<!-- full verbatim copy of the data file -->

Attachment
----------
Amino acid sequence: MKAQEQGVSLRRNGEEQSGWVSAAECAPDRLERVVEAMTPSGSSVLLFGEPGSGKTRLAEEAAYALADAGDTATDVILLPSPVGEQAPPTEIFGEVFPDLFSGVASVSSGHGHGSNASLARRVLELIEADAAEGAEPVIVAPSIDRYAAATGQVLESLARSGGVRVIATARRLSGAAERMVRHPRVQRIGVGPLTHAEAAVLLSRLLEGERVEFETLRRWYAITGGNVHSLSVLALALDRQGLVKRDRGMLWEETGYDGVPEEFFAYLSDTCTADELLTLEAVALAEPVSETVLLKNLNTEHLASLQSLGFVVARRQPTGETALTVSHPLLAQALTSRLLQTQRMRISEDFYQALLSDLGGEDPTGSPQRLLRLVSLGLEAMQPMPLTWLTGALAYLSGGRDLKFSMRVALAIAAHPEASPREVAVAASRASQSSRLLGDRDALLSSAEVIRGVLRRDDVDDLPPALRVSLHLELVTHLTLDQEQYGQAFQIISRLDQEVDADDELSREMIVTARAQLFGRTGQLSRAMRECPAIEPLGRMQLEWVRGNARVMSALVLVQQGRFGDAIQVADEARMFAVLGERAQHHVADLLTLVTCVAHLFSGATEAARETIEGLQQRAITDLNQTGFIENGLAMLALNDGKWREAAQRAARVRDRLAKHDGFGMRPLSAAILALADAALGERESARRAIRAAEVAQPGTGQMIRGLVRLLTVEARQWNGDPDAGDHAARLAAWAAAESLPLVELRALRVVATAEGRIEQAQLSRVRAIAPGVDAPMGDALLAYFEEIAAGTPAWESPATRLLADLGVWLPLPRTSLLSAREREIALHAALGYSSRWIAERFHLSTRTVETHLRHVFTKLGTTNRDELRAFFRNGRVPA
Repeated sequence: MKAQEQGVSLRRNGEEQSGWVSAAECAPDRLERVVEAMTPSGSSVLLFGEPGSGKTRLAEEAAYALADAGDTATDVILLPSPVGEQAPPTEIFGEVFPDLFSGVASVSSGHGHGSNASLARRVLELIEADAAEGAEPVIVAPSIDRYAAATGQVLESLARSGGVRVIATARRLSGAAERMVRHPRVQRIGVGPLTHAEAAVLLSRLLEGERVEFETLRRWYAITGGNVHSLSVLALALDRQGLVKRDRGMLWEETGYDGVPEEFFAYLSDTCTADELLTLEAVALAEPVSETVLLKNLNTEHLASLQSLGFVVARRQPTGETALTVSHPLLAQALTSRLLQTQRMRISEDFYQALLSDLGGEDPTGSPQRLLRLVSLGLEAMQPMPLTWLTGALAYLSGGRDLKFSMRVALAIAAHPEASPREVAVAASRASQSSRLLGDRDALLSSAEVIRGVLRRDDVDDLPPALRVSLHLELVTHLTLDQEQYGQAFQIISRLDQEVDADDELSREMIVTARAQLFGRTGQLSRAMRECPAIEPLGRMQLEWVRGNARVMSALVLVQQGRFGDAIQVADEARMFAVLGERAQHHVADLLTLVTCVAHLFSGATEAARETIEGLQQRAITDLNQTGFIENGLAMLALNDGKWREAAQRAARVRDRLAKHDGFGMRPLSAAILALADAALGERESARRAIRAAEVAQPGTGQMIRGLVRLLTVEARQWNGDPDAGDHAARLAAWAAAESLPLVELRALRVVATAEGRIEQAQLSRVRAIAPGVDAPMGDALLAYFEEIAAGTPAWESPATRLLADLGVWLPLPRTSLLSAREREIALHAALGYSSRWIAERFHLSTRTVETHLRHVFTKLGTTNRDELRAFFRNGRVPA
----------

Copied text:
Amino acid sequence: MKAQEQGVSLRRNGEEQSGWVSAAECAPDRLERVVEAMTPSGSSVLLFGEPGSGKTRLAEEAAYALADAGDTATDVILLPSPVGEQAPPTEIFGEVFPDLFSGVASVSSGHGHGSNASLARRVLELIEADAAEGAEPVIVAPSIDRYAAATGQVLESLARSGGVRVIATARRLSGAAERMVRHPRVQRIGVGPLTHAEAAVLLSRLLEGERVEFETLRRWYAITGGNVHSLSVLALALDRQGLVKRDRGMLWEETGYDGVPEEFFAYLSDTCTADELLTLEAVALAEPVSETVLLKNLNTEHLASLQSLGFVVARRQPTGETALTVSHPLLAQALTSRLLQTQRMRISEDFYQALLSDLGGEDPTGSPQRLLRLVSLGLEAMQPMPLTWLTGALAYLSGGRDLKFSMRVALAIAAHPEASPREVAVAASRASQSSRLLGDRDALLSSAEVIRGVLRRDDVDDLPPALRVSLHLELVTHLTLDQEQYGQAFQIISRLDQEVDADDELSREMIVTARAQLFGRTGQLSRAMRECPAIEPLGRMQLEWVRGNARVMSALVLVQQGRFGDAIQVADEARMFAVLGERAQHHVADLLTLVTCVAHLFSGATEAARETIEGLQQRAITDLNQTGFIENGLAMLALNDGKWREAAQRAARVRDRLAKHDGFGMRPLSAAILALADAALGERESARRAIRAAEVAQPGTGQMIRGLVRLLTVEARQWNGDPDAGDHAARLAAWAAAESLPLVELRALRVVATAEGRIEQAQLSRVRAIAPGVDAPMGDALLAYFEEIAAGTPAWESPATRLLADLGVWLPLPRTSLLSAREREIALHAALGYSSRWIAERFHLSTRTVETHLRHVFTKLGTTNRDELRAFFRNGRVPA
Repeated sequence: MKAQEQGVSLRRNGEEQSGWVSAAECAPDRLERVVEAMTPSGSSVLLFGEPGSGKTRLAEEAAYALADAGDTATDVILLPSPVGEQAPPTEIFGEVFPDLFSGVASVSSGHGHGSNASLARRVLELIEADAAEGAEPVIVAPSIDRYAAATGQVLESLARSGGVRVIATARRLSGAAERMVRHPRVQRIGVGPLTHAEAAVLLSRLLEGERVEFETLRRWYAITGGNVHSLSVLALALDRQGLVKRDRGMLWEETGYDGVPEEFFAYLSDTCTADELLTLEAVALAEPVSETVLLKNLNTEHLASLQSLGFVVARRQPTGETALTVSHPLLAQALTSRLLQTQRMRISEDFYQALLSDLGGEDPTGSPQRLLRLVSLGLEAMQPMPLTWLTGALAYLSGGRDLKFSMRVALAIAAHPEASPREVAVAASRASQSSRLLGDRDALLSSAEVIRGVLRRDDVDDLPPALRVSLHLELVTHLTLDQEQYGQAFQIISRLDQEVDADDELSREMIVTARAQLFGRTGQLSRAMRECPAIEPLGRMQLEWVRGNARVMSALVLVQQGRFGDAIQVADEARMFAVLGERAQHHVADLLTLVTCVAHLFSGATEAARETIEGLQQRAITDLNQTGFIENGLAMLALNDGKWREAAQRAARVRDRLAKHDGFGMRPLSAAILALADAALGERESARRAIRAAEVAQPGTGQMIRGLVRLLTVEARQWNGDPDAGDHAARLAAWAAAESLPLVELRALRVVATAEGRIEQAQLSRVRAIAPGVDAPMGDALLAYFEEIAAGTPAWESPATRLLADLGVWLPLPRTSLLSAREREIALHAALGYSSRWIAERFHLSTRTVETHLRHVFTKLGTTNRDELRAFFRNGRVPA